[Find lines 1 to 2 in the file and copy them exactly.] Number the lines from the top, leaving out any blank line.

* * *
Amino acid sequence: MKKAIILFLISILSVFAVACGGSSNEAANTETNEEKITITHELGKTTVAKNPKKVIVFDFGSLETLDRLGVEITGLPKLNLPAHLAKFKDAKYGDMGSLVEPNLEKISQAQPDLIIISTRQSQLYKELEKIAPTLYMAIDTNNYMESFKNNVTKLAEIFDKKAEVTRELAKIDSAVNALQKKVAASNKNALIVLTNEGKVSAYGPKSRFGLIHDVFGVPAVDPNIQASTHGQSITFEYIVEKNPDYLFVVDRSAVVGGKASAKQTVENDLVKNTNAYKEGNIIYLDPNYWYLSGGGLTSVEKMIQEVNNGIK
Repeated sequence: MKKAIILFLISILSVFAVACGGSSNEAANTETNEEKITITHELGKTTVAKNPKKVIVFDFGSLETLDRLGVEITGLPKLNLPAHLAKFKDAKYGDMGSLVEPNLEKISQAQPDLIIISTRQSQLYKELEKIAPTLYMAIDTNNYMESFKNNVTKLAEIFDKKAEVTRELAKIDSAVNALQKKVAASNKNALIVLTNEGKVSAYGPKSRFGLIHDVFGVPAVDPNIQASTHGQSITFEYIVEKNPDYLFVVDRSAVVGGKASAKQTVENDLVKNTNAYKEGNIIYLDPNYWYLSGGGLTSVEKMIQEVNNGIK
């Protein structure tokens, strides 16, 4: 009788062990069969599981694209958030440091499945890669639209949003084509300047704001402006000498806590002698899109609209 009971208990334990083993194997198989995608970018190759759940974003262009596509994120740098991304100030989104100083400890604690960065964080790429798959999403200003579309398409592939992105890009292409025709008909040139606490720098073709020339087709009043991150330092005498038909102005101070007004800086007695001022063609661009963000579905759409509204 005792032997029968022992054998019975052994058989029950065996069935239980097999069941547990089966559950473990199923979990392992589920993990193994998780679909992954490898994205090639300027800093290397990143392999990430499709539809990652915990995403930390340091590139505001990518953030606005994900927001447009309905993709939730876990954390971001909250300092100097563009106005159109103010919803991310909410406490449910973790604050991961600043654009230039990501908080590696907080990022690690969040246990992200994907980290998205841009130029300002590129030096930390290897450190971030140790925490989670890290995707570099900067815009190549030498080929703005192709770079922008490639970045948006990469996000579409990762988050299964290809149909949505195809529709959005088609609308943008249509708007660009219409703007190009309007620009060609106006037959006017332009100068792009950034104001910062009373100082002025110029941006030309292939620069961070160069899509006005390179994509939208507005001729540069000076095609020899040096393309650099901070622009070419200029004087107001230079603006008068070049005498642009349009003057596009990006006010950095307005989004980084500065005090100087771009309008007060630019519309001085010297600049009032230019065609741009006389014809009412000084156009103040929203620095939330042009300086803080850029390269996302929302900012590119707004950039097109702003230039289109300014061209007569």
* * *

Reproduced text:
Amino acid sequence: MKKAIILFLISILSVFAVACGGSSNEAANTETNEEKITITHELGKTTVAKNPKKVIVFDFGSLETLDRLGVEITGLPKLNLPAHLAKFKDAKYGDMGSLVEPNLEKISQAQPDLIIISTRQSQLYKELEKIAPTLYMAIDTNNYMESFKNNVTKLAEIFDKKAEVTRELAKIDSAVNALQKKVAASNKNALIVLTNEGKVSAYGPKSRFGLIHDVFGVPAVDPNIQASTHGQSITFEYIVEKNPDYLFVVDRSAVVGGKASAKQTVENDLVKNTNAYKEGNIIYLDPNYWYLSGGGLTSVEKMIQEVNNGIK
Repeated sequence: MKKAIILFLISILSVFAVACGGSSNEAANTETNEEKITITHELGKTTVAKNPKKVIVFDFGSLETLDRLGVEITGLPKLNLPAHLAKFKDAKYGDMGSLVEPNLEKISQAQPDLIIISTRQSQLYKELEKIAPTLYMAIDTNNYMESFKNNVTKLAEIFDKKAEVTRELAKIDSAVNALQKKVAASNKNALIVLTNEGKVSAYGPKSRFGLIHDVFGVPAVDPNIQASTHGQSITFEYIVEKNPDYLFVVDRSAVVGGKASAKQTVENDLVKNTNAYKEGNIIYLDPNYWYLSGGGLTSVEKMIQEVNNGIK